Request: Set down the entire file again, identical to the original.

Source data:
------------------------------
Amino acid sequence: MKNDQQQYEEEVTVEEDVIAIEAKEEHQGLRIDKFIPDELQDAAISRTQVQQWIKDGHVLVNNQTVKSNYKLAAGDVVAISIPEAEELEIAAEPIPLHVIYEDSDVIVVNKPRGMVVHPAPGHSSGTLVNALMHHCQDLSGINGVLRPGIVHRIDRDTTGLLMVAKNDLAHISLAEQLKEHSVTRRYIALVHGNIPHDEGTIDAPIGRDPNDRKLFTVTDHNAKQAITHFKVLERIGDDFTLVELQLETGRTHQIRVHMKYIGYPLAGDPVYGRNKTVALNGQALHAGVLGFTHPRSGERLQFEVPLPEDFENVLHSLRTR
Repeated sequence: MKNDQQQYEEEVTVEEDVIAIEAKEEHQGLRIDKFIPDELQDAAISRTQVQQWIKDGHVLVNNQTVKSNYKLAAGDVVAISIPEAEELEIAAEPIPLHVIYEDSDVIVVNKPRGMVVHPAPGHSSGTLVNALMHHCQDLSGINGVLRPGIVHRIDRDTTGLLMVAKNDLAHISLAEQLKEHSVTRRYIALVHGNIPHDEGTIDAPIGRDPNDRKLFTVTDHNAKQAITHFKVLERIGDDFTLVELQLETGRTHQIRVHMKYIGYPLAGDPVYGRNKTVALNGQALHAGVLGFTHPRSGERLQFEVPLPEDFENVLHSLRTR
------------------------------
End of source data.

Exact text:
Amino acid sequence: MKNDQQQYEEEVTVEEDVIAIEAKEEHQGLRIDKFIPDELQDAAISRTQVQQWIKDGHVLVNNQTVKSNYKLAAGDVVAISIPEAEELEIAAEPIPLHVIYEDSDVIVVNKPRGMVVHPAPGHSSGTLVNALMHHCQDLSGINGVLRPGIVHRIDRDTTGLLMVAKNDLAHISLAEQLKEHSVTRRYIALVHGNIPHDEGTIDAPIGRDPNDRKLFTVTDHNAKQAITHFKVLERIGDDFTLVELQLETGRTHQIRVHMKYIGYPLAGDPVYGRNKTVALNGQALHAGVLGFTHPRSGERLQFEVPLPEDFENVLHSLRTR
Repeated sequence: MKNDQQQYEEEVTVEEDVIAIEAKEEHQGLRIDKFIPDELQDAAISRTQVQQWIKDGHVLVNNQTVKSNYKLAAGDVVAISIPEAEELEIAAEPIPLHVIYEDSDVIVVNKPRGMVVHPAPGHSSGTLVNALMHHCQDLSGINGVLRPGIVHRIDRDTTGLLMVAKNDLAHISLAEQLKEHSVTRRYIALVHGNIPHDEGTIDAPIGRDPNDRKLFTVTDHNAKQAITHFKVLERIGDDFTLVELQLETGRTHQIRVHMKYIGYPLAGDPVYGRNKTVALNGQALHAGVLGFTHPRSGERLQFEVPLPEDFENVLHSLRTR